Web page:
Was pleasantly surprised to get this from my students in an email. It's inspiring to know that there is hope still for Malcolm Hall residents and that perhaps despite or inspite of our efforts and shortcomings as faculty members, they're learning something--most still can't address a rally in straight Filipino though.
Call of the Times
Proclamation 1017 (Proc. 1017) was issued on February 24 2006. Since then, our collective shock was overtaken by a series of state actions that run counter to our reasonable expectations as citizens of a democratic republic: violent dispersals of, and ban against public assemblies; denial of due process; the raid on the Tribune offices and police presence in media establishments; the threat of arrest against members of the House. Proc. 1017, and public officers’ acts pursuant to it, are clearly UNCONSTITUTIONAL. They trespass into a territory where they are most unwelcome – the sphere of civil rights and liberties which no less than the constitution deems hallowed ground. Proc. 1017 vests upon the President a plethora of powers akin to those enjoyed by Marcos during Martial Law. It is an issuance that, in substance and in operation, unabashedly tramples upon our protected freedoms. We believe that we have to contend against Proc. 1017 on the basis of actual consequences that it has already effected in society. The fact that it was couched in a language that is harmless by constitutional standards does not make it less reprehensible. Constitutional defect cannot be rectified by evasive phraseology. Consenting to bring the debate to the level of semantics is paying homage to the skewed legal minds behind the President, who had no qualms exploiting the gray areas of the constitution to serve unprincipled ends. We will not give them that satisfaction.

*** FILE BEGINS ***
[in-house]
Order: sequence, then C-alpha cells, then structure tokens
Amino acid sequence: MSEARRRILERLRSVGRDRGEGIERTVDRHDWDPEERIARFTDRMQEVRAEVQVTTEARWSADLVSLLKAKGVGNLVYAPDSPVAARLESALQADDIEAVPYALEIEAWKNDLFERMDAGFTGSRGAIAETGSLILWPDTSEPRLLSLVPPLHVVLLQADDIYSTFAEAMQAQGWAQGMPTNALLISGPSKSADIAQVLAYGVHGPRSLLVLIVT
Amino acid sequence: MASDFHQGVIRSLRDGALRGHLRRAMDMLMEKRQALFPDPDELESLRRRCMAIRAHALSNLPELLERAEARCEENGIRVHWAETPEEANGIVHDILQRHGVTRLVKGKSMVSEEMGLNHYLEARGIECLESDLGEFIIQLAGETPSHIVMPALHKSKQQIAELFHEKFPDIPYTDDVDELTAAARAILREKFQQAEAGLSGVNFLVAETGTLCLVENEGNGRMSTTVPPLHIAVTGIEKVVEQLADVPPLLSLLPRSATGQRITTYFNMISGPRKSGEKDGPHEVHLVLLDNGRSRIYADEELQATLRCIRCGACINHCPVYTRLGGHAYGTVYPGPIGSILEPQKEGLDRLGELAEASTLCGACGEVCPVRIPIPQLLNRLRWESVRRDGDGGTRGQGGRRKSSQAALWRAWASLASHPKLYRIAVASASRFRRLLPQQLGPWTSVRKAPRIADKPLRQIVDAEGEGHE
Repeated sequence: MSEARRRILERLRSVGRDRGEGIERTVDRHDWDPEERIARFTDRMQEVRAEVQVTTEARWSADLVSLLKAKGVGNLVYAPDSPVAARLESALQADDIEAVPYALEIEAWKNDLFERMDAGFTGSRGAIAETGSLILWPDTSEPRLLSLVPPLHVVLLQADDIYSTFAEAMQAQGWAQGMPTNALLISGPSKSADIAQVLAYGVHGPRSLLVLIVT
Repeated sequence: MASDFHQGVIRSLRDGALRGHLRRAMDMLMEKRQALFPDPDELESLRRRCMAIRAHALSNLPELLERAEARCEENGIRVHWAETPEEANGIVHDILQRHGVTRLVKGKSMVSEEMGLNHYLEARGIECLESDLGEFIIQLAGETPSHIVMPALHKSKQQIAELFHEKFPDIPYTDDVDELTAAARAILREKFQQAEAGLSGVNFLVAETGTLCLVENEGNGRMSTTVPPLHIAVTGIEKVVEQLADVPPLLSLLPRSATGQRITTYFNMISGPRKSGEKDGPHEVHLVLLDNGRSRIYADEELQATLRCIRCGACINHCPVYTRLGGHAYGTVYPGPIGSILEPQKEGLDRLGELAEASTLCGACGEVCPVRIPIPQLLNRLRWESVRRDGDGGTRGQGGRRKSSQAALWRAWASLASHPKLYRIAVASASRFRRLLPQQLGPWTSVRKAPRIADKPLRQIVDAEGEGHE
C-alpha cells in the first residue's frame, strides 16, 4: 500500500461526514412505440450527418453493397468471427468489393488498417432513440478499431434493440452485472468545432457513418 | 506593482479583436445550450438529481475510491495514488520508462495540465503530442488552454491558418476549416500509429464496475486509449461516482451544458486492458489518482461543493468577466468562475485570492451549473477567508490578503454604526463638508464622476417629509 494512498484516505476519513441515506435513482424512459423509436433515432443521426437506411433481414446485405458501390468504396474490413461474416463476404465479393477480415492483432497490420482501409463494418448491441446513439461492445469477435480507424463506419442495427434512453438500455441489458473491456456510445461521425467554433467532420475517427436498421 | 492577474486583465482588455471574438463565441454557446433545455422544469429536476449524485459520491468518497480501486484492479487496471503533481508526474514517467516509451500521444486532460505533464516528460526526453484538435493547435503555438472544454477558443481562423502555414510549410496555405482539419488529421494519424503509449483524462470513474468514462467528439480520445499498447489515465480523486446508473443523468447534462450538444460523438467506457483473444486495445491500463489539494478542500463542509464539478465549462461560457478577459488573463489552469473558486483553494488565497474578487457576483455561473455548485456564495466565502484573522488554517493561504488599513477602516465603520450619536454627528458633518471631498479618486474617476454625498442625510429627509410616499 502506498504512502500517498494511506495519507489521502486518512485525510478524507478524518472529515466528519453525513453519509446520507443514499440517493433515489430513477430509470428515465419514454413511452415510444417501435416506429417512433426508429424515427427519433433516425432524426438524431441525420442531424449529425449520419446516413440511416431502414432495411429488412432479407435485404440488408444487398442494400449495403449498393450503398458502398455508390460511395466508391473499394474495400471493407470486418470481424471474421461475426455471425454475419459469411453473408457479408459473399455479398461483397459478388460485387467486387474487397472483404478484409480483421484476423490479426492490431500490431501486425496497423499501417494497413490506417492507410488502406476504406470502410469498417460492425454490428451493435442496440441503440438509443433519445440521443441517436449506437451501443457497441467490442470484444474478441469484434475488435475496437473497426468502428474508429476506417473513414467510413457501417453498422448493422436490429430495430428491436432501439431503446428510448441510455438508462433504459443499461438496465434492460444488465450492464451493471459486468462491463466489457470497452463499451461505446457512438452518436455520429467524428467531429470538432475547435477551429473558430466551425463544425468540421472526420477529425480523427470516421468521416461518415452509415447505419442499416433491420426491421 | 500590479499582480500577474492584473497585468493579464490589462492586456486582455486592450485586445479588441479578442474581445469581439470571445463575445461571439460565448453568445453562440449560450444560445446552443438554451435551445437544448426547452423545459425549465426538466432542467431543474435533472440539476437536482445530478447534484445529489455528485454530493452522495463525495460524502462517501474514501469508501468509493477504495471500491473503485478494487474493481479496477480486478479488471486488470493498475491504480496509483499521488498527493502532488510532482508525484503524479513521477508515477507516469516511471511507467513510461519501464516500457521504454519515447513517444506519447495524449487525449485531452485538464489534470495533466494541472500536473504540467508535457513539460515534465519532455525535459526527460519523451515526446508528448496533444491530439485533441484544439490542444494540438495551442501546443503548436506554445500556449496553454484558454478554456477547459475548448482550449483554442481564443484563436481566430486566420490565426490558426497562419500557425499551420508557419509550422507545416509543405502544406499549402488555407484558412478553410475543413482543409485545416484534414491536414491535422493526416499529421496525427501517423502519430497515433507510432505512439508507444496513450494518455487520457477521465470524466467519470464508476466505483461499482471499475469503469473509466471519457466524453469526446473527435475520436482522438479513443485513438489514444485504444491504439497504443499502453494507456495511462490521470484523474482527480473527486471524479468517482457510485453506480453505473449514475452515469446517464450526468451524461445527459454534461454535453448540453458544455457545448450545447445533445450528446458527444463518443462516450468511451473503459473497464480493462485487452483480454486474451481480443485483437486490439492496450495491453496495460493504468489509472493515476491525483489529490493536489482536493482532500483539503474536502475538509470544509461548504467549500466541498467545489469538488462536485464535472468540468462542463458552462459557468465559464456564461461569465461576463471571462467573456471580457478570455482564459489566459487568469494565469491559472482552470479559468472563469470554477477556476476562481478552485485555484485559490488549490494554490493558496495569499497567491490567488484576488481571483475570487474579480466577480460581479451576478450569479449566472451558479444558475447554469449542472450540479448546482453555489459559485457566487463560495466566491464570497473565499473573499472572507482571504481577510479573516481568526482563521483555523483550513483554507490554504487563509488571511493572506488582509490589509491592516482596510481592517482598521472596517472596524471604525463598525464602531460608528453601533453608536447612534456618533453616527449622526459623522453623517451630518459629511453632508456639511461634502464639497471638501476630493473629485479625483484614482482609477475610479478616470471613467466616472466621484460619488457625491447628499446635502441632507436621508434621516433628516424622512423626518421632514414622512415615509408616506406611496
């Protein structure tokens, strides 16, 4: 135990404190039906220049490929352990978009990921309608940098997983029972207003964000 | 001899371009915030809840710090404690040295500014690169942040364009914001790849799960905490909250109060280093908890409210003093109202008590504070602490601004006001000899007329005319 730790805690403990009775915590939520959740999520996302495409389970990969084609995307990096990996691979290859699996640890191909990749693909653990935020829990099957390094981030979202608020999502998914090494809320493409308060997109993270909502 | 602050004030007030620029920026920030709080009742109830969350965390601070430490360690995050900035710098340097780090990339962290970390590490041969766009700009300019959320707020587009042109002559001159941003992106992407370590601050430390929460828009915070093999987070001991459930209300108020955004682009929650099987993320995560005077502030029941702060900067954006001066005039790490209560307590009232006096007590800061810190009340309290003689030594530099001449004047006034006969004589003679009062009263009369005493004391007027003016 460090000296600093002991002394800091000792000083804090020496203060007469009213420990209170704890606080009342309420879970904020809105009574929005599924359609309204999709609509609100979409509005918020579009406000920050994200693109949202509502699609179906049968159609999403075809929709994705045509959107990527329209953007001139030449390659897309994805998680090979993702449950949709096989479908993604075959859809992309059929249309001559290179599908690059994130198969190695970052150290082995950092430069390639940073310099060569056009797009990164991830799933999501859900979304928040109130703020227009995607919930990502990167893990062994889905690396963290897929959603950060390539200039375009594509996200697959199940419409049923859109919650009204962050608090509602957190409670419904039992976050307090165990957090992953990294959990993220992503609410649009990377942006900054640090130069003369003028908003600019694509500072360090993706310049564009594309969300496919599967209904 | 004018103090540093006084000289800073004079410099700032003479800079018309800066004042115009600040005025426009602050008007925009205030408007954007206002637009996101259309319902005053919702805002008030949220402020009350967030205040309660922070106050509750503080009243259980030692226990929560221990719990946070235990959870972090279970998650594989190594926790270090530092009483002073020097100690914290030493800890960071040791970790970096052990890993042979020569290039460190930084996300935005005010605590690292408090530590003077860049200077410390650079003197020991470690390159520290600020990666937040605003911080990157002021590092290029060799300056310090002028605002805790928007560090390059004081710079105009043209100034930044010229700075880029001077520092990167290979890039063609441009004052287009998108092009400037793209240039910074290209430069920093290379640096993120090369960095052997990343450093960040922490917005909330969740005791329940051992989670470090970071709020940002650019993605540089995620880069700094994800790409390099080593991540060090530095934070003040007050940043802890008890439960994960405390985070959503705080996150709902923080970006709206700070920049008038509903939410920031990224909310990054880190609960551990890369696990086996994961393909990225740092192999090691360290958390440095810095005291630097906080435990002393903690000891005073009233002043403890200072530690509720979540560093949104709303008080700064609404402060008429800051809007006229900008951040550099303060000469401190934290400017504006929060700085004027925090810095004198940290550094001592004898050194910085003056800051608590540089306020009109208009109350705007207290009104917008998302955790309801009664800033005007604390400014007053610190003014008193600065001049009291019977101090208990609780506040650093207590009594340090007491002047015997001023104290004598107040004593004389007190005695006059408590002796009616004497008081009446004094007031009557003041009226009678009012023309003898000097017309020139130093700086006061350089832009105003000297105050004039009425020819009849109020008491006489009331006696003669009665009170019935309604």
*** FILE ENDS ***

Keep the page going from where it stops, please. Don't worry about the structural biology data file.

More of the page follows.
THE CALL is to speak – loudly, clearly, courageously – for ourselves and in behalf of those who cannot. If we believe that Proc. 1017 is unconstitutional, we should lead our fellow students on saying so without reservations or delay. We owe it to the students of UP, our faculty, and the College of Law to herald our presence in the university and national scene. The majesty of the law – what it is, what it means, what it stands for – is not confined in the classroom. It also thrives in the heart of society and pulsates through the veins of the body politic. There are times when the intellect must be enriched, and times when relevance must be asserted. There is no conflict between the two endeavors, if we believe in learning the law in the Grand Manner.
THE CALL is to learn FROM and WITH the people, to LIVE the days and not simply LIVE THROUGH them, and to be OBJECTS, not mere ACCESSORIES, of history. We must act NOW.
UP Law Class 2009B
SUPPORT THE BLACK-AND-RED RIBBON CAMPAIGN.
Through BLACK we mourn the death of civil liberties;
through RED we invoke the spirit of resistance and militancy that will revive it.